Bright days ahead for nuclear and renewables while coal and oil are likely to slip, says BP
Over the next twenty years non-fossil fuels, such as nuclear, hydro and renewables, will be the fastest growing parts of the energy sector, according to BP Energy Outlook, a report that was released on Thursday.
Looking at renewables alone, BP expects an increase from five percent to 18%.
However, coal and oil will stop growing and are expected to slide.
"Fossil fuels’ contribution to primary energy growth is projected to fall from 83% to 64%. OECD oil demand peaked in 2005 and in 2030 is projected to be roughly back at its level in 1990," writes the reports authors.
Primary energy growth is expected to be 40% over the next twenty years, with 93% of the growth coming from countries like China, Russia, Brazil and India.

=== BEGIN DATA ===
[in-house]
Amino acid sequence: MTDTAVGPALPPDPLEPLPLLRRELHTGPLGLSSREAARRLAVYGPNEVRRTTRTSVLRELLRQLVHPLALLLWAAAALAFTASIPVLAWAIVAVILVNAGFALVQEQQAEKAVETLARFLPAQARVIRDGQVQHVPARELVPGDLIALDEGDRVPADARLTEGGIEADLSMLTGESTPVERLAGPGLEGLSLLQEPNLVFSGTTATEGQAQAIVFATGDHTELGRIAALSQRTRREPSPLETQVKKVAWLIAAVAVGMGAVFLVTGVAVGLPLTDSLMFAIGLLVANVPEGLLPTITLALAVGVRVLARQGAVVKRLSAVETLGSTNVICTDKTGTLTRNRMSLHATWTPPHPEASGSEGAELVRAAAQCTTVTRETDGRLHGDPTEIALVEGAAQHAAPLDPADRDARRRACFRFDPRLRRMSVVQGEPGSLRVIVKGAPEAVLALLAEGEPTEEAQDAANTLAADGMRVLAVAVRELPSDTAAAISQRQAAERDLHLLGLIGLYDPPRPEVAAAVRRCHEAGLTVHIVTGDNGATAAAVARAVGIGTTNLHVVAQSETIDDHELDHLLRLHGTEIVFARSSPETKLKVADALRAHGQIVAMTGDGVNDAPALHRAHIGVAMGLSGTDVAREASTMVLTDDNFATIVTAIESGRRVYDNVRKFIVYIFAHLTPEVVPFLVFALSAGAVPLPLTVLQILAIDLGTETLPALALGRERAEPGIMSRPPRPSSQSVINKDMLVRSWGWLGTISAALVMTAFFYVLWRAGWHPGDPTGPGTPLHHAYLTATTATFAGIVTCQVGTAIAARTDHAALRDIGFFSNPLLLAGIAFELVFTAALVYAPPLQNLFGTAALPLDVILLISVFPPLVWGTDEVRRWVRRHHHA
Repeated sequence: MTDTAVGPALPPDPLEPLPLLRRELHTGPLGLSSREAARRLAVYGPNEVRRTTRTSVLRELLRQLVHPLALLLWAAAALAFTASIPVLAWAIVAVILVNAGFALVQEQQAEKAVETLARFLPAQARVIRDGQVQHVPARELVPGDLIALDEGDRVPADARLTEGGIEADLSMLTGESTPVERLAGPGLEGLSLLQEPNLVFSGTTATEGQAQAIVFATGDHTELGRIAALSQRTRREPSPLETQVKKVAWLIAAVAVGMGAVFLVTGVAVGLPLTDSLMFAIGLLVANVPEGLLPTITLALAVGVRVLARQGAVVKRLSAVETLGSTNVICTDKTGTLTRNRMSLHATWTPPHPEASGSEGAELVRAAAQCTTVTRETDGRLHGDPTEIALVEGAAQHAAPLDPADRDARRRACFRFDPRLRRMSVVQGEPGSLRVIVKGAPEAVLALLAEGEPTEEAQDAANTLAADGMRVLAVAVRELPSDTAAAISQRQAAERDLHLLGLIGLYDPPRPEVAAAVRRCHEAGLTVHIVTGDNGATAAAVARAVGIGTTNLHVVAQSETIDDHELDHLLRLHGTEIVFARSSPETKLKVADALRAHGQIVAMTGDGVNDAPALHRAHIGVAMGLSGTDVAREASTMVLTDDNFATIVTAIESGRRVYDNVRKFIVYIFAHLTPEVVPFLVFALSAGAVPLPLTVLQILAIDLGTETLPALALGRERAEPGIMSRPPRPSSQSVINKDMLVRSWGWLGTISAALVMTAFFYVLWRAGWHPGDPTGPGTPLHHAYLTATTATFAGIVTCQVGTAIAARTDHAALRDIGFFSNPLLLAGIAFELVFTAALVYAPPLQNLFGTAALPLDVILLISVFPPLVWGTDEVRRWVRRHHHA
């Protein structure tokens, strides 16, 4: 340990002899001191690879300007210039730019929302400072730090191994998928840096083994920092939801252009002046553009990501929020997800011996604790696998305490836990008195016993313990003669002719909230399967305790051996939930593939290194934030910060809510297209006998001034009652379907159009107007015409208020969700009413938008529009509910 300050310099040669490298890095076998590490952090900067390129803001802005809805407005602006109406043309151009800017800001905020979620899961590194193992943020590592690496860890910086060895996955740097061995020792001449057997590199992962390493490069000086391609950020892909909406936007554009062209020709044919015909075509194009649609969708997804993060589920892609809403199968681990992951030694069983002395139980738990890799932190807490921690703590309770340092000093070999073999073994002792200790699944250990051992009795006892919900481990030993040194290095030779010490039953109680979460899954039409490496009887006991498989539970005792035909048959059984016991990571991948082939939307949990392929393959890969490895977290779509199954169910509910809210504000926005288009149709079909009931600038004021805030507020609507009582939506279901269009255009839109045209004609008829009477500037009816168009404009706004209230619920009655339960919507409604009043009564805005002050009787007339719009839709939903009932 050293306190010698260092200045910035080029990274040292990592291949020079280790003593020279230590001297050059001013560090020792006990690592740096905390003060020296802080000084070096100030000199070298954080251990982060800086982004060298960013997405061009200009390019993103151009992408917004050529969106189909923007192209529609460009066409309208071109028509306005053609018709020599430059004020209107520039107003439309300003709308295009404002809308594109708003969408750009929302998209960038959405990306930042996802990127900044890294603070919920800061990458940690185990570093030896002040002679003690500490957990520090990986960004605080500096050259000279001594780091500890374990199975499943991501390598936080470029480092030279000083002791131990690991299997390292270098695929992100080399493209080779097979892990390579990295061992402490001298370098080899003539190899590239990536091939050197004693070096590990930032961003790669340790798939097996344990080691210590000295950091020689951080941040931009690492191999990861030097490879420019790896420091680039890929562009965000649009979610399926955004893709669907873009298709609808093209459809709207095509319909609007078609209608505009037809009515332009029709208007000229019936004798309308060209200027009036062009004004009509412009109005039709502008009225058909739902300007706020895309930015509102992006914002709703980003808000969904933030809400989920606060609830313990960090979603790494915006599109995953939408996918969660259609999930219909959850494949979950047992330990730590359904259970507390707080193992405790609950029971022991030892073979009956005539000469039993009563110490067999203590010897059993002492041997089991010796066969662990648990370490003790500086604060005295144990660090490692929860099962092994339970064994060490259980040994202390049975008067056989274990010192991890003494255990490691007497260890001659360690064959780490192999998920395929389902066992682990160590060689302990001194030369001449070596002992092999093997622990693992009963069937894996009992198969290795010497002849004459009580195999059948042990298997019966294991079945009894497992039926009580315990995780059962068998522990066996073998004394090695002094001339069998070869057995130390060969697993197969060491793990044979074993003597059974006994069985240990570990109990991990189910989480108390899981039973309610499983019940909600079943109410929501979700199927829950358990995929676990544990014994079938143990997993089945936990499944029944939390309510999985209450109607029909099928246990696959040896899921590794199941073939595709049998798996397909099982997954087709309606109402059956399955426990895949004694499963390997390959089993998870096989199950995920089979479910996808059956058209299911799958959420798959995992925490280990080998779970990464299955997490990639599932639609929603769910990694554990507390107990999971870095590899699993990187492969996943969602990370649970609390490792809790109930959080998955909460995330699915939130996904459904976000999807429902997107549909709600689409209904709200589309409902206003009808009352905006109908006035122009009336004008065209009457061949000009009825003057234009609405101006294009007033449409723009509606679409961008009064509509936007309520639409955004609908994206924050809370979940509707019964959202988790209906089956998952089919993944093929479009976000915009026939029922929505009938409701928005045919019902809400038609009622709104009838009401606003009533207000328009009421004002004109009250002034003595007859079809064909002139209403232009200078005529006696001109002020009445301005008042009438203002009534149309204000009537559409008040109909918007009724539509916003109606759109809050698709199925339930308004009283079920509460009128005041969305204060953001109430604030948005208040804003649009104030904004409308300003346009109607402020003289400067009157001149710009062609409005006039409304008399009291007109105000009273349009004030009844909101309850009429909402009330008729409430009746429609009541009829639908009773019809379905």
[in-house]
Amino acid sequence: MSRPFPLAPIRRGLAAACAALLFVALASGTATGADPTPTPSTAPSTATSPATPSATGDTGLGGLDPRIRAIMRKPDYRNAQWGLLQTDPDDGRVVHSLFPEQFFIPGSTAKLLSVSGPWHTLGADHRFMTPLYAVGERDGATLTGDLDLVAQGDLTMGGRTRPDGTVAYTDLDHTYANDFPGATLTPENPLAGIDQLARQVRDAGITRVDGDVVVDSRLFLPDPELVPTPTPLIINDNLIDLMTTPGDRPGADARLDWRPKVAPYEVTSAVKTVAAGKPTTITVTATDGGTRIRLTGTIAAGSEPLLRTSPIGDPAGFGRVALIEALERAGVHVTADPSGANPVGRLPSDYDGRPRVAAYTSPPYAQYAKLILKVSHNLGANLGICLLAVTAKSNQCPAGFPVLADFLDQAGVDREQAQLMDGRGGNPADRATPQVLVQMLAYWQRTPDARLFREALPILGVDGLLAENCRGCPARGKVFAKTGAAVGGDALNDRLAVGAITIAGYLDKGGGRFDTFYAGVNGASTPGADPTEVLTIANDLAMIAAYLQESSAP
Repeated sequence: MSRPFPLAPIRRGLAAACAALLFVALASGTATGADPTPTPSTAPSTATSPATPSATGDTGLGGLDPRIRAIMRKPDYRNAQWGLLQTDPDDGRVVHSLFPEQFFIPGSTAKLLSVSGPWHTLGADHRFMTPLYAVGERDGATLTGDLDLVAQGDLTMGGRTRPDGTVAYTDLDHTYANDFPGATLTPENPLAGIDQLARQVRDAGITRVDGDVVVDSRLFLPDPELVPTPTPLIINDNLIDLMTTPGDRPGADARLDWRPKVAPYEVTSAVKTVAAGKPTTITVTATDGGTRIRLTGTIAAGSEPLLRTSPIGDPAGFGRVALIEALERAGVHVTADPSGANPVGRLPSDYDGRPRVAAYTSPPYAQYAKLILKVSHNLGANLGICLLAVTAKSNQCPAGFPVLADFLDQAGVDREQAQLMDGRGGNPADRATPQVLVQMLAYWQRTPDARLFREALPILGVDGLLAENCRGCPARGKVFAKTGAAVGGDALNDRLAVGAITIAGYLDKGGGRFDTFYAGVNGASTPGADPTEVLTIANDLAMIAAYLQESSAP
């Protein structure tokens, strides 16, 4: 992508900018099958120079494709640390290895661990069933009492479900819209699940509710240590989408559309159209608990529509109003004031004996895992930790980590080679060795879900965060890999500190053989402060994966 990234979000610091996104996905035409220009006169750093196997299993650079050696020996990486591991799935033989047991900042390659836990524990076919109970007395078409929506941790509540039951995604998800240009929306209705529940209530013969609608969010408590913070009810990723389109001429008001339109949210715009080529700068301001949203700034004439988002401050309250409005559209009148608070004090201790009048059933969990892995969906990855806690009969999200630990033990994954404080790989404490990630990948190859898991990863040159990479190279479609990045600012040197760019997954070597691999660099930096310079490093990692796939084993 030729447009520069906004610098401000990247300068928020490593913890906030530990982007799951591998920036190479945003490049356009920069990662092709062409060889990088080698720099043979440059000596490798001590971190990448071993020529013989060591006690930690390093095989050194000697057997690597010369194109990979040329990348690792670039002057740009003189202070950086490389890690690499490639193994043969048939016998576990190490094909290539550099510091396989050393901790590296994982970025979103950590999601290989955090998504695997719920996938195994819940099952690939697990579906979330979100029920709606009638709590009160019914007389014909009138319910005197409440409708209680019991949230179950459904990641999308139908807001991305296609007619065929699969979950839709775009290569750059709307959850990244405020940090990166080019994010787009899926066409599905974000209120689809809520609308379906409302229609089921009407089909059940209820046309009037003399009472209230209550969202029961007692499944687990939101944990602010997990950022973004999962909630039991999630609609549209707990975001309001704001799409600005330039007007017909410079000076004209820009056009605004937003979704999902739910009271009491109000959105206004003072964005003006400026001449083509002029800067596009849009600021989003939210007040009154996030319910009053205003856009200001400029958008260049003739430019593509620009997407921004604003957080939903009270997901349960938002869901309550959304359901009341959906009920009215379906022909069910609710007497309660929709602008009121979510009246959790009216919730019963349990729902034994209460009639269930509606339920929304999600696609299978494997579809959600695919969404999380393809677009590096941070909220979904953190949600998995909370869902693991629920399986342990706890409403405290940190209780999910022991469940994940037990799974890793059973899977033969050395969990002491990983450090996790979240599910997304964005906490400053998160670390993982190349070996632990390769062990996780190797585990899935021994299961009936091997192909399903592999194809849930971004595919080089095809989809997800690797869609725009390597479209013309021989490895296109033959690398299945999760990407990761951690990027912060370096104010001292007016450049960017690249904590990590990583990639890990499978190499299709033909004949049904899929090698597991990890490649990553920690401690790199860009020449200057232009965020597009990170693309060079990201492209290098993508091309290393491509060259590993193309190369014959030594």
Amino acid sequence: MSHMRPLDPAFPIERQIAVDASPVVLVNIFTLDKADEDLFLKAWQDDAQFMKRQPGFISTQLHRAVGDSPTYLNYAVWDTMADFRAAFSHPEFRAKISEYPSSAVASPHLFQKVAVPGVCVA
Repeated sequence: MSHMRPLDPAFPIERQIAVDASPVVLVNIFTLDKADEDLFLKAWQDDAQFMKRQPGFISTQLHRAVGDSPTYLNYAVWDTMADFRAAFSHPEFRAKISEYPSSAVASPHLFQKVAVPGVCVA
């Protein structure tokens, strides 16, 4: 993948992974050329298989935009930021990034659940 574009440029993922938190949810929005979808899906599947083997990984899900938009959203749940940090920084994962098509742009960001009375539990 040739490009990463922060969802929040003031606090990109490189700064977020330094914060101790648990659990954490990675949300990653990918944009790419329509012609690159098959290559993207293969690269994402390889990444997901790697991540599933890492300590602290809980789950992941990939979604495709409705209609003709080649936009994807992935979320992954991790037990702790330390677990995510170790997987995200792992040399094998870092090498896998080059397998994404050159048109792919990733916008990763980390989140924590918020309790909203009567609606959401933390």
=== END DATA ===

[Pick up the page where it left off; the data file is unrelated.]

"Non-OECD countries are seen to rapidly increase their share of overall energy demand from just over half currently to two-thirds," writes the studies authors.
While population growth is slowing, incomes are rising in emerging economies which will drive energy consumption.
"Since 1900 world population has more than quadrupled, real income has grown by a factor of 25, and primary energy consumption by a factor of 22.5," writes the study authors.
"At the global level, the most fundamental relationship in energy economics remains robust – more people with more income means that the production and consumption of energy will rise."
Chart from BP Energy Outlook. Click to enlarge.